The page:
Military experience certainly gave me an advantage in writing military-based stories, most particularly in the area of understanding how a military functions, and how military people relate to one another. The non-personal stuff you can find elsewhere–you can read military history, military science, etc to learn about tactics, strategy, command-and-control, weapons, etc–but the hardest thing to get right (as it is about any culture) is the people themselves. And even writers with military experience need to do the research and how to write what they know as a story. It’s not enough to lay out a creditable battle on a tabletop… you still have to be able to tell the story in a way that works for readers who have–and those who have not–any direct experience.
How much of writing is experience first and imagination second, in your opinion?
I’m not sure I can separate imagination and experience to determine which is the chicken, which is the egg, and which contributed most to the meal. We bring imagination to our experiences, adding interpretations and emotional tone. Experience feeds and grows our imagination. Imagination then leads us to seek new experiences. As for writing, experience can spark imagination (a night ride in the ambulance back from a hospital run triggered the idea of my first story in ANALOG, about an ambulance in space) but the technical details in the story were beyond my experience. Or imagination can be the starting point, the prime motivator, and past experience comes in only as support (“The Happy Frog”, a story that fell into my mental lap with unusual ease.) More commonly, imagination comes up with things which experience then has to test and figure out how to use. They’re partners.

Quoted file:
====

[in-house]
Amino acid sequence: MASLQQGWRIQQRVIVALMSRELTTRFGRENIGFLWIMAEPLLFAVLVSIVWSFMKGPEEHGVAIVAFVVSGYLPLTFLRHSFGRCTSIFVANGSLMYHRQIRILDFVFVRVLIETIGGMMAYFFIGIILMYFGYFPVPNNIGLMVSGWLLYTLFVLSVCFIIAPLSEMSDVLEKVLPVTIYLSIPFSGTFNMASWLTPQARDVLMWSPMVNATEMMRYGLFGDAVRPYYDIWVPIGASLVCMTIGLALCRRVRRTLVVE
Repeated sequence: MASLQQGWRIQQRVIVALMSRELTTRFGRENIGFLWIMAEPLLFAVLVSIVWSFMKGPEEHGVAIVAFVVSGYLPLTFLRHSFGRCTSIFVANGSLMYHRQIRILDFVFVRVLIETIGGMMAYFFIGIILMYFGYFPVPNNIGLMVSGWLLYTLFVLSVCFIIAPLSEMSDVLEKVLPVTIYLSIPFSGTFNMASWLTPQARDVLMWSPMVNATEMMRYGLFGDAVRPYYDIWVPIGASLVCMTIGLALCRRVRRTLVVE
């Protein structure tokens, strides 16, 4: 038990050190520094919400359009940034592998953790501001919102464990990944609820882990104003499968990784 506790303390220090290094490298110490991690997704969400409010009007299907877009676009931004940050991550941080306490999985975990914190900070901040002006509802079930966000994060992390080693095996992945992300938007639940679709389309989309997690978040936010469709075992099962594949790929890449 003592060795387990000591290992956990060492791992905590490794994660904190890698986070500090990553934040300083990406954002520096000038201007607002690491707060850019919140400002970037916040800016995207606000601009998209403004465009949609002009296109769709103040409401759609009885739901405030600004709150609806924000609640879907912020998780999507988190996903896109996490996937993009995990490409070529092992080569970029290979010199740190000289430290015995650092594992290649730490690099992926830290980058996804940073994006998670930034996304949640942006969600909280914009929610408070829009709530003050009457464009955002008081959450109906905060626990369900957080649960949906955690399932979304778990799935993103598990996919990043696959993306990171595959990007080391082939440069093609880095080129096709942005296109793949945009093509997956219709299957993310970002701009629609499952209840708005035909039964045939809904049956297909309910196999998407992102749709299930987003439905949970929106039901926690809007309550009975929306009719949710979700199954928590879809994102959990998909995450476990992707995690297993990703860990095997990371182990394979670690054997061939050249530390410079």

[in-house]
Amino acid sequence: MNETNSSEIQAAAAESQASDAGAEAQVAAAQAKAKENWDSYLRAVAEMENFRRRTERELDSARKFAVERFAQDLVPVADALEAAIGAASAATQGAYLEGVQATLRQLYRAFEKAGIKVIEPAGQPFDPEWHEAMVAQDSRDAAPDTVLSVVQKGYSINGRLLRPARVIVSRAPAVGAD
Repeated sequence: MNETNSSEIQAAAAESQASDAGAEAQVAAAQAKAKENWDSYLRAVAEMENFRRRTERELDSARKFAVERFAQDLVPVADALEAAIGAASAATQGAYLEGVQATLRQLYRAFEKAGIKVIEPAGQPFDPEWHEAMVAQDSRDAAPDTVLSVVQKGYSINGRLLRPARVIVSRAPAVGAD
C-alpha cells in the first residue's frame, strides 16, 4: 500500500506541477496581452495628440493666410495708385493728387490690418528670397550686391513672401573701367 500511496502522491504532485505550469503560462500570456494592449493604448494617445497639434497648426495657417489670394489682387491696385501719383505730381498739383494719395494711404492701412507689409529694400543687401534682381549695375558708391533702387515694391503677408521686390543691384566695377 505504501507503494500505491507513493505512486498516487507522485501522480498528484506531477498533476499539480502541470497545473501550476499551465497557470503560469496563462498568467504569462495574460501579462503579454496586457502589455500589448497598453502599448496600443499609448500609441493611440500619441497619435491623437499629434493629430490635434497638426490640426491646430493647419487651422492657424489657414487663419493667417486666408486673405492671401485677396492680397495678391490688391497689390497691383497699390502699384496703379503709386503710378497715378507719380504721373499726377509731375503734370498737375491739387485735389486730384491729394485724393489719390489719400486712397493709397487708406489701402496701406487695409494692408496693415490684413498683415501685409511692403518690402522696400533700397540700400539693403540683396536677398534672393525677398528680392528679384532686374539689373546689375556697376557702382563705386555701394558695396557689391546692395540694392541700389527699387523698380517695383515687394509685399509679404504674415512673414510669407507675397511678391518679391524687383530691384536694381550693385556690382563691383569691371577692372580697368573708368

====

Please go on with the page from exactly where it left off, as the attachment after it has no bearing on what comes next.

What is the one moment in your career that you feel most proud of?
When someone told me that my book The Speed of Dark helped them recognize that a child brought to a police station was autistic–and they were able to find help for him and his grandparent. Any time a book has a real-life effect, that’s a thrill, but when it saves a child from a bad situation, that’s the best.
Could you share with us what you’re working on at the moment?
I’m working on the fifth and final book (so far untitled) of Paladin’s Legacy, the current fantasy group set in the same world as The Deed of Paksenarrion. It will follow Limits of Power (which is due out in June 2013 and now in production.) Coming back into the same story-universe as my first published novels has been a delight… the story just keeps unfolding and showing me new things. (Except on the days it doesn’t. I will now add another plug for the career-enhancing ability to stick with the writing when it’s less fun and more work.)
Thank you very much for your time.